Texas Retains World and Red River Titles
by Victor Yaward, Chess Reporter
Davis, Oklahoma (CRN) - This past Sunday, 61 of the most fanatical chess players and tournament directors in Oklahoma and Texas battled in the largest team match in Southwestern U.S. chess history. By the time the smoke on the 30 boards cleared, Texas had rolled to a decisive 38-22 victory, its sixth dual championship in eight years, despite playing on the road every year except the second. Texas, boosted by seven chess experts under the age of sixteen from the Dallas Chess Club, started out slowly allowing Oklahoma to even the score. But after the score was knotted at 2-2, Texas methodically began to pull away. By halftime Texas had built an insurmountable 19-11 lead.
The decisive point came midway in the second half when Rafael Llanos thwarted a normally devastating attack by Carl Latino, a Stillwater engineering professor. With the outcome set at 31-17 Texas continued to roll. The final 16 point margin is the largest in series history and marks the second year in a row Texas has won by double digits.
Seven Dallas Chess Club juniors, all chess experts and some with world youth titles, held their own against a slate of Oklahoma's toughest players. Although their group as a whole came up short 6-1/2 to 7-1/2, it was clear they felt little intimidation from their older and more experienced opponents. US Chess Federation President Jim Berry, a longtime member of the Oklahoma Chess Team, remarked, "Chess starts exactly where these kids are today. They represent the brightest future of American chess."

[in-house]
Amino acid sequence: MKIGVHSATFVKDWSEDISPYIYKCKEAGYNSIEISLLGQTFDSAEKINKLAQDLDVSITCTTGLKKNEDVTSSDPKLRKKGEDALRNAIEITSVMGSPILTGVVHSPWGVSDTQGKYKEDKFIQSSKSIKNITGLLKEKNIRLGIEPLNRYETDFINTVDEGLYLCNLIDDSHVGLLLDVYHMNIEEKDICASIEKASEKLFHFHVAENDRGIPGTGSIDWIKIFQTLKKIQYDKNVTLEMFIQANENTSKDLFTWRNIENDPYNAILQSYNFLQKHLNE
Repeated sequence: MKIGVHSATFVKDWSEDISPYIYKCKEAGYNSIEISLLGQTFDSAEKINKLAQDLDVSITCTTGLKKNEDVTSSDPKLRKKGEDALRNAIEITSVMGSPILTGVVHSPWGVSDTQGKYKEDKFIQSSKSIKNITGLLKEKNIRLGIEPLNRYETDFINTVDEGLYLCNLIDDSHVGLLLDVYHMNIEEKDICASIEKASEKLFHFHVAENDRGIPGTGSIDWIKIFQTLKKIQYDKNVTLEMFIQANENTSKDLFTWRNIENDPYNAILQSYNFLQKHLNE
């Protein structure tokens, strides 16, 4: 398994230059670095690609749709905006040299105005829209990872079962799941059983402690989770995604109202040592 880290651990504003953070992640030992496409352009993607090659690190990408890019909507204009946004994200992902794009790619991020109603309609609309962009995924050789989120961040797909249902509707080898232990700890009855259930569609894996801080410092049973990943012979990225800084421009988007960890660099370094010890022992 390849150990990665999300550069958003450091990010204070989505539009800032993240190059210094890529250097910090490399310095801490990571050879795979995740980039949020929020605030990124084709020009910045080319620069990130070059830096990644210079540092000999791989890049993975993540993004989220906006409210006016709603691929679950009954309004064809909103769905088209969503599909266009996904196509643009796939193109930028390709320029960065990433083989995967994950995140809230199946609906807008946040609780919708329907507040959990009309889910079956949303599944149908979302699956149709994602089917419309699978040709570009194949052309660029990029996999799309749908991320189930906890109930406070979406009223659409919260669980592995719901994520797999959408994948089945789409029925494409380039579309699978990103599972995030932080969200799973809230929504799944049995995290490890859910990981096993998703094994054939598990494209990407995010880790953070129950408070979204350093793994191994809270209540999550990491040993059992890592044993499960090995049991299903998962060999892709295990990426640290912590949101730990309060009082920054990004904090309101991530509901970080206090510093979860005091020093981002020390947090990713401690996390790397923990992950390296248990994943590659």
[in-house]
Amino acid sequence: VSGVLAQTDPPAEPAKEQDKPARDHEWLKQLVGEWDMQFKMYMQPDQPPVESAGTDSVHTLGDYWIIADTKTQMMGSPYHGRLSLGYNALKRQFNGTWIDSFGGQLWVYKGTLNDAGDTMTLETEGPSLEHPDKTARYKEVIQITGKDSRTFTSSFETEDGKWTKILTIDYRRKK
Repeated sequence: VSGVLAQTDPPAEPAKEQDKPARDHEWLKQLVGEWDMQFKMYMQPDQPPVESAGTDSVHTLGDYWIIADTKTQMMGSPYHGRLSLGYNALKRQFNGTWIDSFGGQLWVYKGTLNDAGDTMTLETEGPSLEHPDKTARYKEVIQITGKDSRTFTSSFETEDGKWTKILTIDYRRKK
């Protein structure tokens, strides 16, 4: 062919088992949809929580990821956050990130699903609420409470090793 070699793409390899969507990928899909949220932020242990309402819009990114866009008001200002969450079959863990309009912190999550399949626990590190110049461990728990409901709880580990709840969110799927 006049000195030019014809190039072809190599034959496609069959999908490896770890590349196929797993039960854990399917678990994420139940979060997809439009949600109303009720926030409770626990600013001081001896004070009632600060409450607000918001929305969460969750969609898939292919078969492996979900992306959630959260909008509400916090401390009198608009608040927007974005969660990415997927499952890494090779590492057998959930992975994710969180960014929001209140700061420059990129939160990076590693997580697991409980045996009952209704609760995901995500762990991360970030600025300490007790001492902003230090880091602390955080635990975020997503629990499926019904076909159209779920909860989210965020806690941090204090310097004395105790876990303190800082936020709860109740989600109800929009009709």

Afterward, Texan Wayne Xiong made an interesting observation about how the economy and Texas Chess Team are intertwined, "The fact that this year we are hitting an all-time high of 60 players might suggest that a nice rebound of the economy is just ahead of us. For those folks who have lost a big chunk of their lifetime savings in the last couple of years, and are desperately looking for some lead indicators of the financial market to make some important trading decisions, it would be a good idea for them to come to the Red River Shootout to get some inspiration. If some of the brainy chess people in the room develop a new theory called Red River Shootout effect: in a year that Texas wins the Red River Shootout, the stock market will go up or down when Oklahoma wins, it might be more accurate than the out-of-date Super-bowl effect."
International Arbiter Frank Berry, Oklahoma Chess Team Captain, directed the 60 player event. He was assisted by Rob Jones, Texas Chess Team Captain. The victory also makes Rob Jones the winningest team captain in match history with a 2-0 record. Because of the match's newly discovered ties to the economy, details of next April's Red River Shootout IX will most likely be be published in financial magazines as well as the Oklahoma Chess Quarterly, on line in the Oklahoma Chess Form, on the Texas Chess Association web site, and on the famous chess reporter's (Victor Yaward) blog site: http://texaschessreporter.blogspot.com.